What a way to learn the design ropes:
John Berry met George Nelson, the highly influential modernist, on his second day of work in 1980 in corporate communications at Herman Miller.
“On my first day, I went to the CEO, who told me he’d organized an orientation for me,” Berry says. “So I’m in my office the next morning, and there stands George.”
“There are too many high-paid executives here, too many high-paid consultants,” the famed mid-century modern master opined. “And I’m one of them.”
Then he declared the orientation over.
But what followed was a week of discussion about the workplace of the future and an exploration of Nelson’s view of the world of design and work.
“It was an incredible orientation,” Berry says. “He told me to go out and work in the plant for two weeks – and I did.”
Berry will be giving a talk about Nelson at the Cranbrook Art Museum on June 15, the night before the museum opens “George Nelson: Architect, Writer, Designer, Teacher.”
“I think George set the tone for what design became in America in the 20th century,” he says. “He was the first here to write about the Bauhaus. He was very much ahead of his time.”
Berry’s talk will cover Nelson’s thinking and understanding of the design process – and his recognition of society’s needs and the solutions he brought to those needs.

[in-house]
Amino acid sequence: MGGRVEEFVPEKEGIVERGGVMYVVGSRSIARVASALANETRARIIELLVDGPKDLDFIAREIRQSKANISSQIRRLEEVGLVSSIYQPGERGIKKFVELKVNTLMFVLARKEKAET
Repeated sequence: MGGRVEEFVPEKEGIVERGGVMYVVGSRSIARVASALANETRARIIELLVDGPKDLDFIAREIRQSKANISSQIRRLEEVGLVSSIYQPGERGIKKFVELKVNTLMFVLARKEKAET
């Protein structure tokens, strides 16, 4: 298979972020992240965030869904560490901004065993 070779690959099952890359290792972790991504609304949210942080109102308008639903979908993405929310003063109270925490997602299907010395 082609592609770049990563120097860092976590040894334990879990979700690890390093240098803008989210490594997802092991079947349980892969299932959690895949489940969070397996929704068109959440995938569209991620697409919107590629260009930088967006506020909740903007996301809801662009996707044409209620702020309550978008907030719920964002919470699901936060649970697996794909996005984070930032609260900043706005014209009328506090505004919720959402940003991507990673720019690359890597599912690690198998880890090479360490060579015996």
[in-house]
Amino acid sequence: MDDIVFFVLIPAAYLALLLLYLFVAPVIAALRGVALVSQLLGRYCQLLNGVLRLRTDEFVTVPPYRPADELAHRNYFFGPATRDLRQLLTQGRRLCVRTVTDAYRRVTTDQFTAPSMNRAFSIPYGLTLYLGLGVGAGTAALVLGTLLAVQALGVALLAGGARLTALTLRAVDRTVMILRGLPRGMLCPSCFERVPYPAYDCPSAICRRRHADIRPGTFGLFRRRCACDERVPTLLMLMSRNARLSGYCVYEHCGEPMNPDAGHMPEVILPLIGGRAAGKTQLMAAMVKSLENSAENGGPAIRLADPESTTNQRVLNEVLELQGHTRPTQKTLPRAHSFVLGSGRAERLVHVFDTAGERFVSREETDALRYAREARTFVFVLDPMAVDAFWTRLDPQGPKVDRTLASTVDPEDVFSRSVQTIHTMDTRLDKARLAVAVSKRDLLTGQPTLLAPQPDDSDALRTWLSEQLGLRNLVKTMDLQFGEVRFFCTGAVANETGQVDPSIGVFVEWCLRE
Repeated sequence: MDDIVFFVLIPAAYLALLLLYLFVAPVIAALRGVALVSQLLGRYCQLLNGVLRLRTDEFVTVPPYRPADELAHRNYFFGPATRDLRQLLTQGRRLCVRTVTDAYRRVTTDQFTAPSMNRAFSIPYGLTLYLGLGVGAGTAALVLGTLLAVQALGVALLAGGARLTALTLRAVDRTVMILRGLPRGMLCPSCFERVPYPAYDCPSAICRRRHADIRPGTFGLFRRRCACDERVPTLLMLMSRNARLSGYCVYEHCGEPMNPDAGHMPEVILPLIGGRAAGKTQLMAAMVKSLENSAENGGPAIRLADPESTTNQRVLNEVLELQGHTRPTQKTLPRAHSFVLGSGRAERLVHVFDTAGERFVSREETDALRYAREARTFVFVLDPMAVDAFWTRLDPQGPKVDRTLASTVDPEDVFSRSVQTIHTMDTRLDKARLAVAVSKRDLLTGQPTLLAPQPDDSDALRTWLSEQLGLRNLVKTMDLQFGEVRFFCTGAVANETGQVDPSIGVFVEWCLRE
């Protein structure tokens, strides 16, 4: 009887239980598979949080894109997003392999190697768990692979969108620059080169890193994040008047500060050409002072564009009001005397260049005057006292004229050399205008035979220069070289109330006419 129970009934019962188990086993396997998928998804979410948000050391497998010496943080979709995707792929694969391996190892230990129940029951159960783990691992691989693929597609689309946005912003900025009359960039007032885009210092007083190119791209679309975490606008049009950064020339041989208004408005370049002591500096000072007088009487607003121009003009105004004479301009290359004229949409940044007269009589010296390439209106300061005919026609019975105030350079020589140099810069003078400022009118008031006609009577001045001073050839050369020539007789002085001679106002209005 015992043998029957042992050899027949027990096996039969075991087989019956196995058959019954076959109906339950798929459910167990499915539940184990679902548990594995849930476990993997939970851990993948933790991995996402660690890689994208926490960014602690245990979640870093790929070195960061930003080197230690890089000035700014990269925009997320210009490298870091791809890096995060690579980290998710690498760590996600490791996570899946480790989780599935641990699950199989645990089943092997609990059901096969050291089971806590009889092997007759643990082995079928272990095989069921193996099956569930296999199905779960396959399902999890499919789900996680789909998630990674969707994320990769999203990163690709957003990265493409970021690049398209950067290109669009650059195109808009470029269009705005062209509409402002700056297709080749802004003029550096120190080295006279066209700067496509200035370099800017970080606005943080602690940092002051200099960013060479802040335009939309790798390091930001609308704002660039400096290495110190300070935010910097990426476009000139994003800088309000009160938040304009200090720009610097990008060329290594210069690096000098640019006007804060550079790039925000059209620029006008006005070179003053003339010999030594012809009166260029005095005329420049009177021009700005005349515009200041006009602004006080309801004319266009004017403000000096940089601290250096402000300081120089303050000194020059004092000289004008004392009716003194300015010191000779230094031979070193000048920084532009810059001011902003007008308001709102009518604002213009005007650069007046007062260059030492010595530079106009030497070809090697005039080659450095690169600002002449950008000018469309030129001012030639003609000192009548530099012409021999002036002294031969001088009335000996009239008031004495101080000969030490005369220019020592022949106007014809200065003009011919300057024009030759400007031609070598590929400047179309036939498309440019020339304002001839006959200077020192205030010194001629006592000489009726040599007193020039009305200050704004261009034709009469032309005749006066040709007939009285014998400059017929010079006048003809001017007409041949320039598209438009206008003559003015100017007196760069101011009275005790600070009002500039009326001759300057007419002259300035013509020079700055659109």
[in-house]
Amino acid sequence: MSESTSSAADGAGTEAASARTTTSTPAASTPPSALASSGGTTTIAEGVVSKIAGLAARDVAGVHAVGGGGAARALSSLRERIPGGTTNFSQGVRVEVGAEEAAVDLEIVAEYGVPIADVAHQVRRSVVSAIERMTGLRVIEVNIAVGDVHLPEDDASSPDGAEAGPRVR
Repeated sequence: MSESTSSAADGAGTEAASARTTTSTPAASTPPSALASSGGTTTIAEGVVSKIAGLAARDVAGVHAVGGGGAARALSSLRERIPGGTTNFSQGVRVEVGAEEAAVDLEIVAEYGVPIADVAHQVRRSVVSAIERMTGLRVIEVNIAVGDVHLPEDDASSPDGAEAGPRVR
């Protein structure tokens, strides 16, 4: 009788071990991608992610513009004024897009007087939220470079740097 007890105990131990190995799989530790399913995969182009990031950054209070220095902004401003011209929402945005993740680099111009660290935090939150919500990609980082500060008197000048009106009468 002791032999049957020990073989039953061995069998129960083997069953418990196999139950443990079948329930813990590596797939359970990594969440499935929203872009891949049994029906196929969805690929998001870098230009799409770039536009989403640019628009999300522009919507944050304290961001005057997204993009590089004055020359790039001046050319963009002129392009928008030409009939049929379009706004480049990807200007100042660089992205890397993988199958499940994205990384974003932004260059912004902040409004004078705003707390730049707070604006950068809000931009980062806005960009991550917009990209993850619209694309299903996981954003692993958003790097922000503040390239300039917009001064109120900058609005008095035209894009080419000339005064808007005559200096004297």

Organized by the Vitra Design Museum in Germany, the exhibition is the first comprehensive retrospective of Nelson’s work. It’s been touring in Europe and most recently in the United States at the Bellevue Art Museum in Seattle. Cranbrook is the final stop in the US tour and the last opportunity to see this major exhibition before the work returns to Germany.
More than 120 three-dimensional objects including examples of chairs, benches, desks, cabinets, lamps, and clocks, as well as drawings, photographs, architectural models, and films, form the core of the exhibition. Nelson was responsible for the production of a number of furnishings and interior designs that became modern classics, including the Coconut Chair (1956), the Marshmallow Sofa (1956), the Ball Clock (1947, the Bubble Lamps (1952 onwards).
The exhibition runs through Oct. 14. For more information, go to http://www.cranbrook.edu/
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Beautiful article, Mike.